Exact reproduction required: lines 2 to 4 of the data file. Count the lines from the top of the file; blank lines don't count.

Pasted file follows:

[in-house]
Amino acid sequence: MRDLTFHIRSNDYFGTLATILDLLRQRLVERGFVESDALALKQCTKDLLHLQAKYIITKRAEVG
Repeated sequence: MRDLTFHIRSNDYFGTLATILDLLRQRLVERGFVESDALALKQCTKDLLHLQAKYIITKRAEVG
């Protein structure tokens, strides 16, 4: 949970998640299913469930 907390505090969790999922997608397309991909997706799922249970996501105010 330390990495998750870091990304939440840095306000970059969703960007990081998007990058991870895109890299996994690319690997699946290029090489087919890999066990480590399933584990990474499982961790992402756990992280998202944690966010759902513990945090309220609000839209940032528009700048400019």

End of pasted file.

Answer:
Amino acid sequence: MRDLTFHIRSNDYFGTLATILDLLRQRLVERGFVESDALALKQCTKDLLHLQAKYIITKRAEVG
Repeated sequence: MRDLTFHIRSNDYFGTLATILDLLRQRLVERGFVESDALALKQCTKDLLHLQAKYIITKRAEVG
């Protein structure tokens, strides 16, 4: 949970998640299913469930 907390505090969790999922997608397309991909997706799922249970996501105010 330390990495998750870091990304939440840095306000970059969703960007990081998007990058991870895109890299996994690319690997699946290029090489087919890999066990480590399933584990990474499982961790992402756990992280998202944690966010759902513990945090309220609000839209940032528009700048400019």